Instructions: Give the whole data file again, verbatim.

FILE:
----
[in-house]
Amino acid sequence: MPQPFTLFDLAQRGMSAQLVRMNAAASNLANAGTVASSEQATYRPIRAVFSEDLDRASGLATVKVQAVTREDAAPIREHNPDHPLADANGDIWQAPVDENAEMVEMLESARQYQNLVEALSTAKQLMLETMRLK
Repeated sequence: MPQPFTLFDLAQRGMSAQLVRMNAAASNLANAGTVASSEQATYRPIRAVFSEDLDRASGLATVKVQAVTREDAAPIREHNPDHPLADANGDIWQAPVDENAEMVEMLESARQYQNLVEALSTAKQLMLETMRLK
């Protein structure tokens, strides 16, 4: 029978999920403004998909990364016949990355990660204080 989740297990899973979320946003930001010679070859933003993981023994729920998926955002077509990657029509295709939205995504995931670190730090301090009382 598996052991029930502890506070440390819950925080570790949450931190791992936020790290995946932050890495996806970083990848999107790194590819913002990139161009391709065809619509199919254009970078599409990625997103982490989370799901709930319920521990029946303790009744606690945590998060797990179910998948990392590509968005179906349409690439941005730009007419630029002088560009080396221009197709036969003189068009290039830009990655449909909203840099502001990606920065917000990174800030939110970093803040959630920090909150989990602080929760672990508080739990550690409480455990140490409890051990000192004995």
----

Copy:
[in-house]
Amino acid sequence: MPQPFTLFDLAQRGMSAQLVRMNAAASNLANAGTVASSEQATYRPIRAVFSEDLDRASGLATVKVQAVTREDAAPIREHNPDHPLADANGDIWQAPVDENAEMVEMLESARQYQNLVEALSTAKQLMLETMRLK
Repeated sequence: MPQPFTLFDLAQRGMSAQLVRMNAAASNLANAGTVASSEQATYRPIRAVFSEDLDRASGLATVKVQAVTREDAAPIREHNPDHPLADANGDIWQAPVDENAEMVEMLESARQYQNLVEALSTAKQLMLETMRLK
């Protein structure tokens, strides 16, 4: 029978999920403004998909990364016949990355990660204080 989740297990899973979320946003930001010679070859933003993981023994729920998926955002077509990657029509295709939205995504995931670190730090301090009382 598996052991029930502890506070440390819950925080570790949450931190791992936020790290995946932050890495996806970083990848999107790194590819913002990139161009391709065809619509199919254009970078599409990625997103982490989370799901709930319920521990029946303790009744606690945590998060797990179910998948990392590509968005179906349409690439941005730009007419630029002088560009080396221009197709036969003189068009290039830009990655449909909203840099502001990606920065917000990174800030939110970093803040959630920090909150989990602080929760672990508080739990550690409480455990140490409890051990000192004995």